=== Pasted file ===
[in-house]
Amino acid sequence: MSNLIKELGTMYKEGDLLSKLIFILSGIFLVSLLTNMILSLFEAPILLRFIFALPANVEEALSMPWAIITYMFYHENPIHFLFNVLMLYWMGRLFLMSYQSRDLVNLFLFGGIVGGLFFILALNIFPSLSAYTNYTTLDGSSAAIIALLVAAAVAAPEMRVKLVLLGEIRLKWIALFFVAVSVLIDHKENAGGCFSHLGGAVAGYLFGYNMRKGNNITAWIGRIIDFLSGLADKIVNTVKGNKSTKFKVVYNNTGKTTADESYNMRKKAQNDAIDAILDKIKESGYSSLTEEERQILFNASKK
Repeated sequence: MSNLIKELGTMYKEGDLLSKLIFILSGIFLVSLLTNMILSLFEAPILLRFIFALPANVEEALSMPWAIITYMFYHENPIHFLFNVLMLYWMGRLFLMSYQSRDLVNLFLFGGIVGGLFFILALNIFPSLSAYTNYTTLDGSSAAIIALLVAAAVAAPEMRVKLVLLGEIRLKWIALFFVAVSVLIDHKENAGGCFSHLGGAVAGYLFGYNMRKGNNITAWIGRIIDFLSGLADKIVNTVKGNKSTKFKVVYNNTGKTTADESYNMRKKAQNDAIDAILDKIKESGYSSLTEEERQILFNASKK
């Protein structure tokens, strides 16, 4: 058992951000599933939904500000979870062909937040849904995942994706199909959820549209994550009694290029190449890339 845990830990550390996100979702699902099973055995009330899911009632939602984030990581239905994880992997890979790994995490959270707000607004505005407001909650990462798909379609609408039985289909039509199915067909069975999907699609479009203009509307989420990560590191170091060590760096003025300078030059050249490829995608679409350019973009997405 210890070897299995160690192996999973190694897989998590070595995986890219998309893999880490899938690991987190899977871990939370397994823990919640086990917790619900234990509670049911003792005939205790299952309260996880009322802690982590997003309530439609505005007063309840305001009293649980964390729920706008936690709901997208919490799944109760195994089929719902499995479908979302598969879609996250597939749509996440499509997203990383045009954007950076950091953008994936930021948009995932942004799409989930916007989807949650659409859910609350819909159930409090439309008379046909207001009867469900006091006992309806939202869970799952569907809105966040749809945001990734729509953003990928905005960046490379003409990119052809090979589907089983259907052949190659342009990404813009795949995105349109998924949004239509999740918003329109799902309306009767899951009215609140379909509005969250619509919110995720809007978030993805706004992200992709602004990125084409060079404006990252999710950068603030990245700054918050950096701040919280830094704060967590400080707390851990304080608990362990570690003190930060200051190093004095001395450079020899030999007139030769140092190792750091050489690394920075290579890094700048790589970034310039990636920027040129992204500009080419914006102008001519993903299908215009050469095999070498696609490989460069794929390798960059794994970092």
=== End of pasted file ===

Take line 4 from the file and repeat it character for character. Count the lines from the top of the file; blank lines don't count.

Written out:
């Protein structure tokens, strides 16, 4: 058992951000599933939904500000979870062909937040849904995942994706199909959820549209994550009694290029190449890339 845990830990550390996100979702699902099973055995009330899911009632939602984030990581239905994880992997890979790994995490959270707000607004505005407001909650990462798909379609609408039985289909039509199915067909069975999907699609479009203009509307989420990560590191170091060590760096003025300078030059050249490829995608679409350019973009997405 210890070897299995160690192996999973190694897989998590070595995986890219998309893999880490899938690991987190899977871990939370397994823990919640086990917790619900234990509670049911003792005939205790299952309260996880009322802690982590997003309530439609505005007063309840305001009293649980964390729920706008936690709901997208919490799944109760195994089929719902499995479908979302598969879609996250597939749509996440499509997203990383045009954007950076950091953008994936930021948009995932942004799409989930916007989807949650659409859910609350819909159930409090439309008379046909207001009867469900006091006992309806939202869970799952569907809105966040749809945001990734729509953003990928905005960046490379003409990119052809090979589907089983259907052949190659342009990404813009795949995105349109998924949004239509999740918003329109799902309306009767899951009215609140379909509005969250619509919110995720809007978030993805706004992200992709602004990125084409060079404006990252999710950068603030990245700054918050950096701040919280830094704060967590400080707390851990304080608990362990570690003190930060200051190093004095001395450079020899030999007139030769140092190792750091050489690394920075290579890094700048790589970034310039990636920027040129992204500009080419914006102008001519993903299908215009050469095999070498696609490989460069794929390798960059794994970092």